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Hello Wise ones;
Have early '67 GTO number Z100742
Wondering if Pontiac cast engine blocks in California ?
OR if the engine blocks were cast in 1 or 2 locations nationwide and shipped to the various plants ?

Thank You in advance for your help.
R
 

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Welcome to the forum. Fremont merely assembled GM A-body's, it was a new GM assembly plant for 1964 models & built Chevy, Pontiac, Oldsmobile & Buick A-bodys. By the '72 model's, very few Pontiac LeMans & GTO's were built out of the Fremont plant, this was due to Fremont ramping up production of '72 ElCamino's. Most '72 Pontiac A-body production thus came out of Pontiac MI or the Lakewood GA assembly plant. '70-71 & early '72 Fremont Pontiac builds are something I've in depth studied for many years.

Pontiac engine castings were cast in Pontiac MI. Rough castings were machined, then assembled at Pontiac These components were assembled as engines in plant #9 at Pontiac MI. Sequential engine assembly numbers & two letter engine ID codes were also stamped in Engine Plant #9 . There is a good Utube video of these operations. Also a several month series in the early 90's GTOAA Legend titled "Made in Pontiac" gives good insight. Assembled engines were then put in specially made racks & shipped to all the various auto assembly plants by rail car. At the Pontiac MI home assembly plant, engines actually came through an opening in the wall to the assembly line from an adjoining building.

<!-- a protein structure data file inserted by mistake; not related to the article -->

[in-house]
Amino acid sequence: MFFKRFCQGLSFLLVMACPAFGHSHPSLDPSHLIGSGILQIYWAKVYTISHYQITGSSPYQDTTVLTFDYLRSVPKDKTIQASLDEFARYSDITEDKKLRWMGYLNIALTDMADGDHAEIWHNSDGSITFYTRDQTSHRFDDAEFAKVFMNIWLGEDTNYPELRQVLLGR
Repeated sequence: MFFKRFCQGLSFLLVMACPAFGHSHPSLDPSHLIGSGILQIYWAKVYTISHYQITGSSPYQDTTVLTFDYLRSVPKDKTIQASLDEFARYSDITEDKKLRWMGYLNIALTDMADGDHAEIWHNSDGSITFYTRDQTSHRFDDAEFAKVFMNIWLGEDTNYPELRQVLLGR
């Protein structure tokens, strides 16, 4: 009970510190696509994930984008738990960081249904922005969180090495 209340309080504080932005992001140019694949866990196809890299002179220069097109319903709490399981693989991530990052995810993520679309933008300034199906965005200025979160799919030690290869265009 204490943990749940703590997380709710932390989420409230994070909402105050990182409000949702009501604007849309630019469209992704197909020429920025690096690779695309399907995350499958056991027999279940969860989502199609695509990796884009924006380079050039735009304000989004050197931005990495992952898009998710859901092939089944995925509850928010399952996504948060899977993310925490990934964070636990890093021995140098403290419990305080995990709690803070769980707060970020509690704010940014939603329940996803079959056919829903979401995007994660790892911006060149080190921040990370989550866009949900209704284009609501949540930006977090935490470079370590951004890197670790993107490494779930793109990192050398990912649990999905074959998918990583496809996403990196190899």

Previously on this forum, there was a post mentioning a Fremont employee's recollection of assembling '64 GTO engines from assembled 1964 389 shortblocks and heads. That particular "recollection" made absolutely no sense for a long list of reasons. One being there was no reason that other versions of '64 Pontiac 389 heads would be in the Fremont auto assembly plant, all '64 GTO engines incorporated the same "716" casting GTO application 389 heads. It also goes against recollections of other previous early Fremont plant employees. The contribution of any stamping to the front of a '64 GTO engine block was limited to the occasion of a 1964 model Pontiac A-body assembly plant employees stamping a W after a 76X or 78X engine code. The X denoted the standard 3spd manual trans application, and when the occasion rose that there was an excess of fully assembled 76X & 78X engines in the plant's engine bank, & 4spd coded engines were needed for impending car builds, the assembly plant worker added the W (for wide ratio Muncie) after the 76X or 76W.
 
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